Succession Planning on the back burner – But Why?
Despite all the research available it is still quite obvious that business owners in Australia are leaving succession planning on the backburner – a recent survey ( October 2008 ) of 230 advisory businesses conducted by Business Health showed that only 10% of business owners surveyed had a fully documented succession plan in place. Similar surveys conducted previously by CPA Australia and also by the Linchpin Group show very low numbers of business owners with an adequately designed and documented succession plan in place for their business. The net value of any business is, in many cases, our second greatest asset after the family home and in lots of cases a more valuable asset that even the family home, but interestingly business owners don’t seem able to pay the time, effort and attention required to devise a satisfactory succession or exit plan.
As an interesting contrast, professional investors in the small business market (venture capital firms and private equity funds ) will never go into an investment in a small business without having a detailed exit strategy documented & designed and often with a fall back or worst-case scenario exit strategy ialso included in the plan. In other words, the professionals always have an exit in mind before they enter – small business owners very rarely do ! ( “Begin with the end in mind” – Stephen R. Covey ) A sharp contrast between professional and “amateur” small to medium business owners or investors.
Research published last week by the Sydney Morning Herald based on demographic data from the New South Wales Department of Planning, published on 20 October indicates that between 2006 and 2036 the number of people in NSW aged 65 and over will increase by 111% and will represent, at that point, 21.5% of the population. The ageing population was the result of the baby boomers (born between 1946 and 1965) shifting into the older age groups, combined with falling mortality rates, the department said. Many of these baby boomers are in businesses and many are expected to retire in the short term future – in fact, the average age of a family business owner currently sits between 56 and 58 years old , depending on which survey data you review.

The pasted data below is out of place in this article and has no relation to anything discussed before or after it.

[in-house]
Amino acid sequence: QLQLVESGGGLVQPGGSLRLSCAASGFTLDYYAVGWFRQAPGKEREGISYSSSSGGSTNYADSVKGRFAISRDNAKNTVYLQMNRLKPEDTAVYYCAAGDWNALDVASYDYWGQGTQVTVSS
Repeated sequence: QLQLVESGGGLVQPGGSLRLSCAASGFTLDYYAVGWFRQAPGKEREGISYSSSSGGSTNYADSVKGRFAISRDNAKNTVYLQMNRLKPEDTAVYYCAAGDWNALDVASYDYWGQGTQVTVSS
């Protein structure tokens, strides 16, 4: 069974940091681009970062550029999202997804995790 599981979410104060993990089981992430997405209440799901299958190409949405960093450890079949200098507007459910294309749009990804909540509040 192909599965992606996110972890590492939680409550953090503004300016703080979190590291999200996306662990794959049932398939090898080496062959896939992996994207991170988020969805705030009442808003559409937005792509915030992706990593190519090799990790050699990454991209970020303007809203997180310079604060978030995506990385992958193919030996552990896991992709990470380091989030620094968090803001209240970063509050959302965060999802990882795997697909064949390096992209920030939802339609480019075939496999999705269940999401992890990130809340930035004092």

Given all the above information, it seems overwhelmingly clear succession planning should be a major priority for any business owner and particularly those approaching retirement – however this is not the case as the statistics also show a very small percentage of business owners have actually addressed this issue – the question we ask is why ?
It is not overly expensive by comparison to the value of the asset, there is of course time and effort involved, however the return on that time and effort can be considerable and in case studies of businesses we have worked with we been able to demonstrate substantial improvement in value as a result of detailed succession planning attention. Business owners are typically focused on the day-to-day issues of running their business and this often prevents them from looking at strategic long-term planning – the very thing which could actually release them from the trap of having to be involved in the day to day running of the business.
Succession planning, in our view, is simply about taking a considered and strategic approach to your business exit strategy ( In a similar way to the professional investors ) Without that approach, the value in your business may well simply retire when you do.